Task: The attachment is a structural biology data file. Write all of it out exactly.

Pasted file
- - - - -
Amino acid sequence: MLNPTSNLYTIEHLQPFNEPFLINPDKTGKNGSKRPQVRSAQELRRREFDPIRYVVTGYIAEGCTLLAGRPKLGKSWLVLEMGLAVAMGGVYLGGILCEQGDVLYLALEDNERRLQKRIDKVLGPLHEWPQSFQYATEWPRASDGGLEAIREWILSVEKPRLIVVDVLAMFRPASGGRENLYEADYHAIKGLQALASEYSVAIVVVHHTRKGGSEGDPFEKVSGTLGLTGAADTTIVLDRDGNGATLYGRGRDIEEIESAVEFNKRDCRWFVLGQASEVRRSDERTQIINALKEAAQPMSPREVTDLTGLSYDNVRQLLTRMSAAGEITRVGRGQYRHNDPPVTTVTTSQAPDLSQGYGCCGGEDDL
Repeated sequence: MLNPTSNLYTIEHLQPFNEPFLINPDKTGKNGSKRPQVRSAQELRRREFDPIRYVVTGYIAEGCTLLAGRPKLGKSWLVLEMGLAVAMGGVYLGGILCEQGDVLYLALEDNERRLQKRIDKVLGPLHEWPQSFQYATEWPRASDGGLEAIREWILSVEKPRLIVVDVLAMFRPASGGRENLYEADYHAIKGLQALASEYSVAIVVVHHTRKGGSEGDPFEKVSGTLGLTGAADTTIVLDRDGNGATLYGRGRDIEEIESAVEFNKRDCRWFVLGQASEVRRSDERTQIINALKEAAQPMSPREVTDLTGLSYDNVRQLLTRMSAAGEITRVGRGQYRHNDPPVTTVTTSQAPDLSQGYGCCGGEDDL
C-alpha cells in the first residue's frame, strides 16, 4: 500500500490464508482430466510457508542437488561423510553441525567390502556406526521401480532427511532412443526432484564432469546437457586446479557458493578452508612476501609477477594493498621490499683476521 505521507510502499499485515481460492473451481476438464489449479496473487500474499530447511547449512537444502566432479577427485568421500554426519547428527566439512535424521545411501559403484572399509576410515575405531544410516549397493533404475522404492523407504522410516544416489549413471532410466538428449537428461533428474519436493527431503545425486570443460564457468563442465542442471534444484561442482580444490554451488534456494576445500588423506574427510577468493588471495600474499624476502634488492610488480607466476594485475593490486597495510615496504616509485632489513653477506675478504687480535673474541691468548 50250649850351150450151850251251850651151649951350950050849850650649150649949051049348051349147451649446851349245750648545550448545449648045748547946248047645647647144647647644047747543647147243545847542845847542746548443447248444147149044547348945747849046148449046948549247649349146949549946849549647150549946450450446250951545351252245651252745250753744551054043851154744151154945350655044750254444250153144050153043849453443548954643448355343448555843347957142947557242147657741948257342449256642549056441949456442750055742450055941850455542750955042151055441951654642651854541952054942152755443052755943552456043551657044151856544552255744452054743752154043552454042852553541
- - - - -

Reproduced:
Amino acid sequence: MLNPTSNLYTIEHLQPFNEPFLINPDKTGKNGSKRPQVRSAQELRRREFDPIRYVVTGYIAEGCTLLAGRPKLGKSWLVLEMGLAVAMGGVYLGGILCEQGDVLYLALEDNERRLQKRIDKVLGPLHEWPQSFQYATEWPRASDGGLEAIREWILSVEKPRLIVVDVLAMFRPASGGRENLYEADYHAIKGLQALASEYSVAIVVVHHTRKGGSEGDPFEKVSGTLGLTGAADTTIVLDRDGNGATLYGRGRDIEEIESAVEFNKRDCRWFVLGQASEVRRSDERTQIINALKEAAQPMSPREVTDLTGLSYDNVRQLLTRMSAAGEITRVGRGQYRHNDPPVTTVTTSQAPDLSQGYGCCGGEDDL
Repeated sequence: MLNPTSNLYTIEHLQPFNEPFLINPDKTGKNGSKRPQVRSAQELRRREFDPIRYVVTGYIAEGCTLLAGRPKLGKSWLVLEMGLAVAMGGVYLGGILCEQGDVLYLALEDNERRLQKRIDKVLGPLHEWPQSFQYATEWPRASDGGLEAIREWILSVEKPRLIVVDVLAMFRPASGGRENLYEADYHAIKGLQALASEYSVAIVVVHHTRKGGSEGDPFEKVSGTLGLTGAADTTIVLDRDGNGATLYGRGRDIEEIESAVEFNKRDCRWFVLGQASEVRRSDERTQIINALKEAAQPMSPREVTDLTGLSYDNVRQLLTRMSAAGEITRVGRGQYRHNDPPVTTVTTSQAPDLSQGYGCCGGEDDL
C-alpha cells in the first residue's frame, strides 16, 4: 500500500490464508482430466510457508542437488561423510553441525567390502556406526521401480532427511532412443526432484564432469546437457586446479557458493578452508612476501609477477594493498621490499683476521 505521507510502499499485515481460492473451481476438464489449479496473487500474499530447511547449512537444502566432479577427485568421500554426519547428527566439512535424521545411501559403484572399509576410515575405531544410516549397493533404475522404492523407504522410516544416489549413471532410466538428449537428461533428474519436493527431503545425486570443460564457468563442465542442471534444484561442482580444490554451488534456494576445500588423506574427510577468493588471495600474499624476502634488492610488480607466476594485475593490486597495510615496504616509485632489513653477506675478504687480535673474541691468548 50250649850351150450151850251251850651151649951350950050849850650649150649949051049348051349147451649446851349245750648545550448545449648045748547946248047645647647144647647644047747543647147243545847542845847542746548443447248444147149044547348945747849046148449046948549247649349146949549946849549647150549946450450446250951545351252245651252745250753744551054043851154744151154945350655044750254444250153144050153043849453443548954643448355343448555843347957142947557242147657741948257342449256642549056441949456442750055742450055941850455542750955042151055441951654642651854541952054942152755443052755943552456043551657044151856544552255744452054743752154043552454042852553541